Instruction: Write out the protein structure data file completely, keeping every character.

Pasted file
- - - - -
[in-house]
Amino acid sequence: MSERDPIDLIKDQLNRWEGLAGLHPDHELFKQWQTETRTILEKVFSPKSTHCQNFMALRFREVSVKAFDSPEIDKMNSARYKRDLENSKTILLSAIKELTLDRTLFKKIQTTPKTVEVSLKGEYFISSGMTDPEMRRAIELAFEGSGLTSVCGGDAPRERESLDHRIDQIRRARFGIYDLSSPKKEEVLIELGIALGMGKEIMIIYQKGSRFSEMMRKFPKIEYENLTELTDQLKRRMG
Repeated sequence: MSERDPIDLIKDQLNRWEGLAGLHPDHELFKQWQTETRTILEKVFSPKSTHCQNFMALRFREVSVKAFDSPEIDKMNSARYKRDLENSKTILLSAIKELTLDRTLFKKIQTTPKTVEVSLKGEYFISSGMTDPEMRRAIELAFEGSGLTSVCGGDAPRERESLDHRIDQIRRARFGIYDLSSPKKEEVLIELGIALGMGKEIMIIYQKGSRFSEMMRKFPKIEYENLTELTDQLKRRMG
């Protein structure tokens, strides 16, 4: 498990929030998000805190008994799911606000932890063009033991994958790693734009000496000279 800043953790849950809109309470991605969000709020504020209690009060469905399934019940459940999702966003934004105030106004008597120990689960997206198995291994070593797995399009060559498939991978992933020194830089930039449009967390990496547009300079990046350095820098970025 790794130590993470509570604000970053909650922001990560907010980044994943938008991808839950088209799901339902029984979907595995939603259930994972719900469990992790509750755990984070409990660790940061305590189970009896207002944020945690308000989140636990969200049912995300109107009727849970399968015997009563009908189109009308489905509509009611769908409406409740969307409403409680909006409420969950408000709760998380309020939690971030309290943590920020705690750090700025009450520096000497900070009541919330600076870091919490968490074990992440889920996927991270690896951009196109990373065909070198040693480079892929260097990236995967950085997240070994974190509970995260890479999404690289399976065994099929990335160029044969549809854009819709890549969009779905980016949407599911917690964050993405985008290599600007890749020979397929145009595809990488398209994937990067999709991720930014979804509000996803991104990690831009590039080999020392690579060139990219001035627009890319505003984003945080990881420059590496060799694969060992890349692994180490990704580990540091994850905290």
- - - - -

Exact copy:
[in-house]
Amino acid sequence: MSERDPIDLIKDQLNRWEGLAGLHPDHELFKQWQTETRTILEKVFSPKSTHCQNFMALRFREVSVKAFDSPEIDKMNSARYKRDLENSKTILLSAIKELTLDRTLFKKIQTTPKTVEVSLKGEYFISSGMTDPEMRRAIELAFEGSGLTSVCGGDAPRERESLDHRIDQIRRARFGIYDLSSPKKEEVLIELGIALGMGKEIMIIYQKGSRFSEMMRKFPKIEYENLTELTDQLKRRMG
Repeated sequence: MSERDPIDLIKDQLNRWEGLAGLHPDHELFKQWQTETRTILEKVFSPKSTHCQNFMALRFREVSVKAFDSPEIDKMNSARYKRDLENSKTILLSAIKELTLDRTLFKKIQTTPKTVEVSLKGEYFISSGMTDPEMRRAIELAFEGSGLTSVCGGDAPRERESLDHRIDQIRRARFGIYDLSSPKKEEVLIELGIALGMGKEIMIIYQKGSRFSEMMRKFPKIEYENLTELTDQLKRRMG
């Protein structure tokens, strides 16, 4: 498990929030998000805190008994799911606000932890063009033991994958790693734009000496000279 800043953790849950809109309470991605969000709020504020209690009060469905399934019940459940999702966003934004105030106004008597120990689960997206198995291994070593797995399009060559498939991978992933020194830089930039449009967390990496547009300079990046350095820098970025 790794130590993470509570604000970053909650922001990560907010980044994943938008991808839950088209799901339902029984979907595995939603259930994972719900469990992790509750755990984070409990660790940061305590189970009896207002944020945690308000989140636990969200049912995300109107009727849970399968015997009563009908189109009308489905509509009611769908409406409740969307409403409680909006409420969950408000709760998380309020939690971030309290943590920020705690750090700025009450520096000497900070009541919330600076870091919490968490074990992440889920996927991270690896951009196109990373065909070198040693480079892929260097990236995967950085997240070994974190509970995260890479999404690289399976065994099929990335160029044969549809854009819709890549969009779905980016949407599911917690964050993405985008290599600007890749020979397929145009595809990488398209994937990067999709991720930014979804509000996803991104990690831009590039080999020392690579060139990219001035627009890319505003984003945080990881420059590496060799694969060992890349692994180490990704580990540091994850905290």